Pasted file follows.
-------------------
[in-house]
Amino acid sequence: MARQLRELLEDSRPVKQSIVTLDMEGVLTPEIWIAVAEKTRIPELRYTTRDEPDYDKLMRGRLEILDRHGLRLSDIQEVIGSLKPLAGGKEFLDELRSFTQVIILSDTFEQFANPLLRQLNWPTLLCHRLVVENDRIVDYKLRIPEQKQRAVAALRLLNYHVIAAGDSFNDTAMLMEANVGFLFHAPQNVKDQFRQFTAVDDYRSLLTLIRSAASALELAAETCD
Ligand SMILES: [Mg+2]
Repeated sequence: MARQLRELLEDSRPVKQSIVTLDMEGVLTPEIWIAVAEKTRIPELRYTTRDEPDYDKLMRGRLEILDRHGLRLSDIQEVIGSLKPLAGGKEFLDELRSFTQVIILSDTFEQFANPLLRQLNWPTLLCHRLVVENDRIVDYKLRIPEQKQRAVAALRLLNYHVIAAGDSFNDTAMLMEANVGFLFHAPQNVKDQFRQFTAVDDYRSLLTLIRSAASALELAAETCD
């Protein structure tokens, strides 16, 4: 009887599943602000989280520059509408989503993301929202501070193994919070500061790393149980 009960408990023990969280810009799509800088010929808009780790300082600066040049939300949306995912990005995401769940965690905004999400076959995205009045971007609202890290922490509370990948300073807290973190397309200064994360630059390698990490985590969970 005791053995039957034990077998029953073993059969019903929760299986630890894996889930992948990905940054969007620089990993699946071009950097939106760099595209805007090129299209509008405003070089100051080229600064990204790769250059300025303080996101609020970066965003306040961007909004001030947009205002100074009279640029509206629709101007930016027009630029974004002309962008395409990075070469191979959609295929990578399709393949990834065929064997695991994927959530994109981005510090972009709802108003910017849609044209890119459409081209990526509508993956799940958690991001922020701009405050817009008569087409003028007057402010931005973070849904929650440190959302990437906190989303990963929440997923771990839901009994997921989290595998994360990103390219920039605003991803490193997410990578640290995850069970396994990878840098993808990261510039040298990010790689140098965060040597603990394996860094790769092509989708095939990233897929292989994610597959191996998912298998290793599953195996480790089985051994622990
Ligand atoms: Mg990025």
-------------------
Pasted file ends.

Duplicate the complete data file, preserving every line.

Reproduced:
[in-house]
Amino acid sequence: MARQLRELLEDSRPVKQSIVTLDMEGVLTPEIWIAVAEKTRIPELRYTTRDEPDYDKLMRGRLEILDRHGLRLSDIQEVIGSLKPLAGGKEFLDELRSFTQVIILSDTFEQFANPLLRQLNWPTLLCHRLVVENDRIVDYKLRIPEQKQRAVAALRLLNYHVIAAGDSFNDTAMLMEANVGFLFHAPQNVKDQFRQFTAVDDYRSLLTLIRSAASALELAAETCD
Ligand SMILES: [Mg+2]
Repeated sequence: MARQLRELLEDSRPVKQSIVTLDMEGVLTPEIWIAVAEKTRIPELRYTTRDEPDYDKLMRGRLEILDRHGLRLSDIQEVIGSLKPLAGGKEFLDELRSFTQVIILSDTFEQFANPLLRQLNWPTLLCHRLVVENDRIVDYKLRIPEQKQRAVAALRLLNYHVIAAGDSFNDTAMLMEANVGFLFHAPQNVKDQFRQFTAVDDYRSLLTLIRSAASALELAAETCD
């Protein structure tokens, strides 16, 4: 009887599943602000989280520059509408989503993301929202501070193994919070500061790393149980 009960408990023990969280810009799509800088010929808009780790300082600066040049939300949306995912990005995401769940965690905004999400076959995205009045971007609202890290922490509370990948300073807290973190397309200064994360630059390698990490985590969970 005791053995039957034990077998029953073993059969019903929760299986630890894996889930992948990905940054969007620089990993699946071009950097939106760099595209805007090129299209509008405003070089100051080229600064990204790769250059300025303080996101609020970066965003306040961007909004001030947009205002100074009279640029509206629709101007930016027009630029974004002309962008395409990075070469191979959609295929990578399709393949990834065929064997695991994927959530994109981005510090972009709802108003910017849609044209890119459409081209990526509508993956799940958690991001922020701009405050817009008569087409003028007057402010931005973070849904929650440190959302990437906190989303990963929440997923771990839901009994997921989290595998994360990103390219920039605003991803490193997410990578640290995850069970396994990878840098993808990261510039040298990010790689140098965060040597603990394996860094790769092509989708095939990233897929292989994610597959191996998912298998290793599953195996480790089985051994622990
Ligand atoms: Mg990025």